DVD 9/11/07: Demetri Martin. Person., The Dog Problem, Grey's Anatomy: S3, Rick & Steve S1, Dirty Sanchez, Even Money, New Special Editions

PDF Clip: DVD 2008-09-11

Demetri Martin. Person. (NR, 2007, Comedy Central)
You might know Demetri Martin as that nerdy-looking guy who does those not-so-edgy but very funny “Trendspotting” segments on “The Daily Show.” On stage in front of a live audience, Martin is even less edgy, riffing on such hot-button topics as ice, rock/paper/scissors, the agility of the spotlight guy, signing casts, the Microsoft Word paperclip and what to say when someone asks if you’re ticklish. Fortunately, he’s just as funny here as he is there — a new-generation Steven Wright with more hair and a little more energy. “Demetri Martin. Person” drags ever so slightly when Martin pulls out a guitar and threatens to go Adam Sandler on the crowd, but even here it’s hard not to laugh at the totally random observations that, in another context, could bring a party or date to a screeching halt. That goes as well for the charts segment, which is full of funny information for which you’ll never have the least bit of use.
Extras: “Comedy Central Presents” episode, Martin commentary, bonus footage and deleted scenes, tiny poster.

The Dog Problem (R, 2006, ThinkFilm)
Solo (Giovanni Ribisi) has failed as a novelist, wasted a lot of money and time on therapy, and landed himself in some heavy debt with the wrong crowd (specifically, Kevin Corrigan and Tito Ortiz). The worst part? After all that time and accrued debt, the only advice his therapist (Don Cheadle) can whip up is for him to get a dog. Don’t ask why; like many plot points in “The Dog Problem,” the doc’s advice doesn’t really come with any logical prerequisite. Nor does the fact that just about everyone in the movie really, really wants the dog Solo picks out. It just sort of happens, and frankly, it doesn’t much matter anyway. The dog is adorable as can be, and that’s good enough. And beyond sporting a cute dog, “Problem” manages to be rather cute itself, a silly film that’s genuinely amusing enough to sidestep its occasional inability to explain itself. Go in with measured expectations, and the result may pleasantly surprise you. Scott Caan, Mena Suvari and Lynn Collins also star.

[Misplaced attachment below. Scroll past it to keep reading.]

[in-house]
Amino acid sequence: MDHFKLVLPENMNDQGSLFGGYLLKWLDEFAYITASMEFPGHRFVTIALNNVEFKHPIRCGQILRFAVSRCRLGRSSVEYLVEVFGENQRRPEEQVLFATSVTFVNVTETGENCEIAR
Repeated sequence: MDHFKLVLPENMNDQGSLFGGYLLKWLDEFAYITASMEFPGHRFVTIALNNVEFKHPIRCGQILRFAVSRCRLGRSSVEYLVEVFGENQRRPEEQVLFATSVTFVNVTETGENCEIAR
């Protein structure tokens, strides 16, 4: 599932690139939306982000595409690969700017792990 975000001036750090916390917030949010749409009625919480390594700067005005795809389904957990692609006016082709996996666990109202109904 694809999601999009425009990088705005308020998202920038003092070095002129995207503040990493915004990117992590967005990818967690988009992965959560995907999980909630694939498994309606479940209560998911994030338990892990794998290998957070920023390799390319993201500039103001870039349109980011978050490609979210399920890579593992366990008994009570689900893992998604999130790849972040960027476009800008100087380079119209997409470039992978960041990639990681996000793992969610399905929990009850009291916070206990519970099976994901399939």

Extra: Cast/director commentary.

Grey’s Anatomy: Season Three: Seriously Extended (NR, 2006, Buena Vista)
As if a shot doctor, dead love interest and some extramarital fallout aren’t bad enough, “Grey’s Anatomy’s” third season hits the ground running with a little something called the plague. Once that bit of business is done, it’s back to the normal for the show — and that’s not always a good thing. Self-absorbed doctors whining like kids in a middle school cafeteria was cute two years ago, but it’s getting old now. Ditto and then some for the tired “will they or won’t they” between Drs. Grey (Ellen Pompeo) and Shepherd (Patrick Dempsey). What saves “Anatomy,” poetically, are the guest stars and unsung cast members (James Pickens Jr., Kate Walsh, Christina Ho) who sneak up on their more heavily-publicized castmates before rightfully stealing the scene from under their feet. That goes triple for Chandra Wilson, who sometimes steals entire episodes as Dr. (and whiny doctor babysitter) Miranda Bailey.
Contents: 25 episodes (several with extended cuts), plus commentary and three behind-the-scenes features.

Rick & Steve: The Happiest Gay Couple in the World: The Complete First Season (NR, 2007, Logo)
You best can believe some parent somewhere will accidentally buy “Rick & Steve: The Happiest Gay Couple in the World” for his or her kid. Maybe the Playmobil toy-like characters on the cover will seduce them, or perhaps the rainbow or the playful font will do the trick. In any event, despite the cute nature of this animated show, “R&S” most certainly isn’t for kids and probably will be too much for a lot of adults to handle. The show follows the half-hour sitcom format, but the content isn’t exactly coming to a network near you this fall. But that speaks more to network television than “R&S,” which regularly reaches for the shock stick but is more silly (and, after acquaintances are made, harmlessly likeable) than anything else. Some will knock “R&S” for pandering to stereotypes and doing little to raise the level of discourse on the topic, but a disclaimer makes it clear the show is more concerned with having fun with toys than moving the awareness needle in either direction. It’s merely an irreverent show about gays in much the same way countless other sitcoms are about the other 90 percent of the population, and there’s nothing wrong with that.